Bruce Jenner

There you have, want to succeed, work hard. Do you think it is our natural tendency to seek for the “get rich quick” scheme or is it that our instant gratification society that teaches us from birth to seek out the short cut? I work hard and have found success but do still seek for an easier way at times. I’ve read a fair number of get rich quick stories to find that their richnes didn’t really come quick. They worked hard for a long time before they hit it rich. The millionaire next door is all about regular people who do their job every day, spend less than they make and save the rest. Do that long enough and you too can become a millionaire.

After getting Bruce Jenner’s quote from Zig this morning I googled to remind myself about his background. He is quite an impressive guy. In 1976 he was named “World’s greatest athlete” for his 8,634 score in the decathalon. He hasn’t sat back on his laurels or endorsements since then. He has given enormous support to numerous great organizations like Special Olympics and National Dyslexia Foundation. Bruce’s battle with dyslexia gave him a strong work ethic. Whatever weakness we have can actually become the thing that pushes us to achieve more.

At the end of the day, take time to reflect on something tough you overcame. Take on a new challenge everyday and you will have a great sense of accomplishment.

Moving forward,

Jeff Roach

Wednesday, July 2, 2008

Life is Like a Baseball

Today I’d like to share a book excerpt from Krish Dhanam’s American Dream from an Indian Heart. He often comes in as one of our training class guest speakers.

Life is Like a Baseball

On January 26, 1989, I heard Zig Ziglar speak for the very first time. I had won a sales contest and was asked to attend his seminar. With slight nervousness at the prospect of learning something new, I accepted the opportunity to change my life. I am absolutely convinced that if I had received a monetary reward for the sales contest, today I would be another performing statistic in life. That day Zig changed my life when he sold me on a concept that I interpreted as baseball advice. In life every attempt will not be a hit, and every hit will not be a home run, but every home run has to an attempt and a hit. Advice that correlates to a notion that you cannot always skill yourself out of the dumps. Sometimes you have to will yourself out of the slumps of life.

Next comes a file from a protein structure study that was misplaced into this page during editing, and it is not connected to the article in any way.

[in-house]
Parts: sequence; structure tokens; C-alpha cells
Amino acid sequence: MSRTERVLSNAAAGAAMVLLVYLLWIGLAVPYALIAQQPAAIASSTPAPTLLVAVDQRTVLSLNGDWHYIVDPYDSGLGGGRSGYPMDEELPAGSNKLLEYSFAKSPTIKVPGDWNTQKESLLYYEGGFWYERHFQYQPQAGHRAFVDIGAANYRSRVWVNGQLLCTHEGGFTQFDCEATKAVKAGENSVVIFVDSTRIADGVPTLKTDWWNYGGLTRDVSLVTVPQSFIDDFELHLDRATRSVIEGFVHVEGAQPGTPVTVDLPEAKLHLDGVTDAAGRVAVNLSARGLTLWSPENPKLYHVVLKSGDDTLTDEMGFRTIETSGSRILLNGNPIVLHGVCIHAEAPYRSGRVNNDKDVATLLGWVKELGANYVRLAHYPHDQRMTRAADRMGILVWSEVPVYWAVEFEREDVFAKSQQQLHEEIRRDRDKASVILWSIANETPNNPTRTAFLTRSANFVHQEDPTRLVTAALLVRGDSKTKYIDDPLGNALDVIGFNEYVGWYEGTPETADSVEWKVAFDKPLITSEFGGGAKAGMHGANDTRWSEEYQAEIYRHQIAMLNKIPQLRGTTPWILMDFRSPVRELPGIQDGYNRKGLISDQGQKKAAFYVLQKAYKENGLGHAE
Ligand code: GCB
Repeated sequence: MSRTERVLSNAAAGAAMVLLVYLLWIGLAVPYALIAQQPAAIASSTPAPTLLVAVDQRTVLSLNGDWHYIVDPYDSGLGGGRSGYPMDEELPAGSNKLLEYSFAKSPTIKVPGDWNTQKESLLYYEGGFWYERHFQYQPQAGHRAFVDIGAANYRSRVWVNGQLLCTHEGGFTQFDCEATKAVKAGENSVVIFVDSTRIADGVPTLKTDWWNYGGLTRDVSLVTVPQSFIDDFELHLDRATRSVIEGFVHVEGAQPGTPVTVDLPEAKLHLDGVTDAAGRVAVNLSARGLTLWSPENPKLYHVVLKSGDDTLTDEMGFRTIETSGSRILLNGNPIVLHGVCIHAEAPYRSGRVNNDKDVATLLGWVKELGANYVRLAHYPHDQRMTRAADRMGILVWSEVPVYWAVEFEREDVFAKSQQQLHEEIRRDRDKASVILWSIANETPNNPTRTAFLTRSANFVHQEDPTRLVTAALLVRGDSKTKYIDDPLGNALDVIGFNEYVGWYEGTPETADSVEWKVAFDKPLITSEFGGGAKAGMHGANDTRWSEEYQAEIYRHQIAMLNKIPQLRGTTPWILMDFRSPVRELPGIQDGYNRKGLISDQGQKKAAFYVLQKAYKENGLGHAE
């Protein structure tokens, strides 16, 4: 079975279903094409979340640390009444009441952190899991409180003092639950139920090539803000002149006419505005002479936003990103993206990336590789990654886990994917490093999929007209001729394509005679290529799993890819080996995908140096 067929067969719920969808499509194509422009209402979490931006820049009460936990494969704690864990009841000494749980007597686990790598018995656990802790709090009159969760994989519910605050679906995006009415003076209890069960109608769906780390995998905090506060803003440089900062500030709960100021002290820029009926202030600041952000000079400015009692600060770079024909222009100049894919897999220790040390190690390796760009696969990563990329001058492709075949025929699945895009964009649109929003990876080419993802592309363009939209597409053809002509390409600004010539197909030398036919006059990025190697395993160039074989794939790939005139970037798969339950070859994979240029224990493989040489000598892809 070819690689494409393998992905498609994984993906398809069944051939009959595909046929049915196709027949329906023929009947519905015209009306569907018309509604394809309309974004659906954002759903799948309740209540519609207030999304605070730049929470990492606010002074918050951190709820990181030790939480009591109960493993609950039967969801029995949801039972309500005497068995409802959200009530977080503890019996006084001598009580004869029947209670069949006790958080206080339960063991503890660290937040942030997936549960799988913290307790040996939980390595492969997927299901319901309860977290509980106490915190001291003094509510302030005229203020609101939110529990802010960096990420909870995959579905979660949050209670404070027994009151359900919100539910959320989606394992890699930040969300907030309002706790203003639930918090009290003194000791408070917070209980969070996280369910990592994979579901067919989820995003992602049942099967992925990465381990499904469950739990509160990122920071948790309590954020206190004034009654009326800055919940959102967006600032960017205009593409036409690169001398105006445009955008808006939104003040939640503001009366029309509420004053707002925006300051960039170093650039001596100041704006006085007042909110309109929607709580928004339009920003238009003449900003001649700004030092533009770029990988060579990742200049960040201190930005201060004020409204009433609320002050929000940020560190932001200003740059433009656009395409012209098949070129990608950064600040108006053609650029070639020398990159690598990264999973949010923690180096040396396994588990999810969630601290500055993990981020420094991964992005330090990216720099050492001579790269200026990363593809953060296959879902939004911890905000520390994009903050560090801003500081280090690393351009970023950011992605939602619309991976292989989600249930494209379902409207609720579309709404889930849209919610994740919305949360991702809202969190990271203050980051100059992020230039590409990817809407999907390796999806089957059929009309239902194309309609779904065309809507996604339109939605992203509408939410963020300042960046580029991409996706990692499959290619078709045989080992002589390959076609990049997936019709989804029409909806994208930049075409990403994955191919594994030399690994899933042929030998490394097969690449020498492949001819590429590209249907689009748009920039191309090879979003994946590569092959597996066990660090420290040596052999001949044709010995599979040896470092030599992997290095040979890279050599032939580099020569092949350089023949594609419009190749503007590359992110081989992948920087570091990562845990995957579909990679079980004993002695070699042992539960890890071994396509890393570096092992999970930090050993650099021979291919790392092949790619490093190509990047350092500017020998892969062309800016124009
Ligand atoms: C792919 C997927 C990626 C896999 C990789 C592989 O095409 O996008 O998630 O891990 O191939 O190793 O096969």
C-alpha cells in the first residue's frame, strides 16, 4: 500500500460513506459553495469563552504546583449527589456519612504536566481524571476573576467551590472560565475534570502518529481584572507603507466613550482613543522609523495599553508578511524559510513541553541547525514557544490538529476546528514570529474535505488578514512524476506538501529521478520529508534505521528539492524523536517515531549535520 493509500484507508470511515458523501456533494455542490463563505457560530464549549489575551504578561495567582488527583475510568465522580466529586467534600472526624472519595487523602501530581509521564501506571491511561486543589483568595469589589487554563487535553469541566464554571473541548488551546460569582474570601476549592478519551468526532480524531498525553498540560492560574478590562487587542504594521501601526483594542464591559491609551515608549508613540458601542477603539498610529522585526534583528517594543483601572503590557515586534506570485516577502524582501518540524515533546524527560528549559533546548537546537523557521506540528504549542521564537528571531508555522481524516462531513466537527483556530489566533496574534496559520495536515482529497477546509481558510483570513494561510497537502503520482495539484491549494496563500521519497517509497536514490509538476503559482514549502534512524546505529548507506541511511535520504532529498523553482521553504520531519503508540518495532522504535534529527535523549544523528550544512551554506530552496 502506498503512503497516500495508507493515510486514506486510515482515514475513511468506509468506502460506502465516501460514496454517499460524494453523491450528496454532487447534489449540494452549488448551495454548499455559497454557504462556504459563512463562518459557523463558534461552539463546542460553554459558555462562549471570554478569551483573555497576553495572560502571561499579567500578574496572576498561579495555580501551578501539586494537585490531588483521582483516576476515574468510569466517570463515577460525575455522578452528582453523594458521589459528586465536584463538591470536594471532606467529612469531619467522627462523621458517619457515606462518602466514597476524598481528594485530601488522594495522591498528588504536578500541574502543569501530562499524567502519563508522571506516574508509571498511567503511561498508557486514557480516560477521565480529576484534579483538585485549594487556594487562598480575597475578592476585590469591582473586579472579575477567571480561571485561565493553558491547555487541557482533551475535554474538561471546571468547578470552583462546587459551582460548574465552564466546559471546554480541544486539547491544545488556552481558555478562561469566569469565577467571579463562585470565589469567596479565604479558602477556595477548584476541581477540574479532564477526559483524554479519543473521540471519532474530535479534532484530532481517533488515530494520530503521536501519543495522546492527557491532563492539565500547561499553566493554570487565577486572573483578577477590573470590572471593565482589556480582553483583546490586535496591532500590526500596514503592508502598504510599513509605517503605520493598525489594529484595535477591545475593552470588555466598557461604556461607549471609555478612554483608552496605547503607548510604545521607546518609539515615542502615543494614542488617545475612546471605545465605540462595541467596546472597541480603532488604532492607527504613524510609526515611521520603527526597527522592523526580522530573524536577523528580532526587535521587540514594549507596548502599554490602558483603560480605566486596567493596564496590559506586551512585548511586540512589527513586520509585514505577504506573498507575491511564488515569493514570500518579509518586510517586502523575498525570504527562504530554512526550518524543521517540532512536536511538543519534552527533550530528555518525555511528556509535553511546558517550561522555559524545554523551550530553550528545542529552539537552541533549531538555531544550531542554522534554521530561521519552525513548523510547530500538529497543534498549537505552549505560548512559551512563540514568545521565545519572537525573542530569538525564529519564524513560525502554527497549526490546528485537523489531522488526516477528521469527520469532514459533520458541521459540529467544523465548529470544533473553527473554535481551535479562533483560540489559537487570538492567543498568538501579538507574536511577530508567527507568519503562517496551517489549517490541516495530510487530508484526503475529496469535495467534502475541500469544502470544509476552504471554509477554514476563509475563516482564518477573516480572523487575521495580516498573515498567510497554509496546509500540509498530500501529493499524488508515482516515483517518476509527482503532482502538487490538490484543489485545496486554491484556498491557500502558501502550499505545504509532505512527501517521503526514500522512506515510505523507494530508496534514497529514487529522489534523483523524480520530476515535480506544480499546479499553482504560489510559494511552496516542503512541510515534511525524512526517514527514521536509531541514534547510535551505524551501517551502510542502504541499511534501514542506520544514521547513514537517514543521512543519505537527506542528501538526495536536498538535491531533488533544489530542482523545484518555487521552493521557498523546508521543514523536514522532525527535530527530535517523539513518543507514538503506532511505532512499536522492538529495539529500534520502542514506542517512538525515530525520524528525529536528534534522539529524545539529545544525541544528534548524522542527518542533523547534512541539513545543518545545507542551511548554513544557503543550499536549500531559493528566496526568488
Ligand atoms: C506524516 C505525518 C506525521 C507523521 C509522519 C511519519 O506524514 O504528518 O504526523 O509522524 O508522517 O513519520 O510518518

I often hearing how important, how healthy, how invigorating it is to learn a new thing. I also agree with Krish, learning something new can be nerve racking. But then if it is life changing, a few nerves may get in the way. I am glad to be in the education business. I thrill to those who take their new learning and succeed. I am saddened when others decide to not put the lessons learned to task. I try to be encouraging to those I see and to those who read the blog so perhaps a few, who might throw in the towel, don’t.

Moving forward,

Jeff Roach

Tuesday, July 1, 2008

Come to Carolina

Announcing our one time only class July 14 – 18 in the Carolinas. Ron Moore, the instructor, has the most complete bio in the industry that I know of. He is the 3rd largest Landstar agent in the nation. He teaches what he knows to prepare his students for a successful freight broker career. Ron teaches with his daughter, Susie, a talented and knowledgable educator.

Here are just a few of the comments written by graduates of Ron and Susie’s course:

I am so pleased with the wealth of knowledge that Ron and Susie Moore provided. Couldn’t have asked for better information. Brandon S

Truly enjoyed this informative class. I’m not in the field at all so this was great for me! Great, patient teachers. I will become an agent first and work toward becoming a broker! I am ready to get to work!! - Valerie G.

I’m very happy with BTTS training. Susie and Ron Moore gave me the attention I needed to understand the broker agent job. They made it very easy to understand. Kimberly G

So join us for this great class at

Diversified Mortgage Conference Room
856 Goldhill Road Suite #108
Ft. Mill, SC 29708 (South of Charlotte, North Carolina)

For more information, questions or to register call:


Moving forward,

Jeff Roach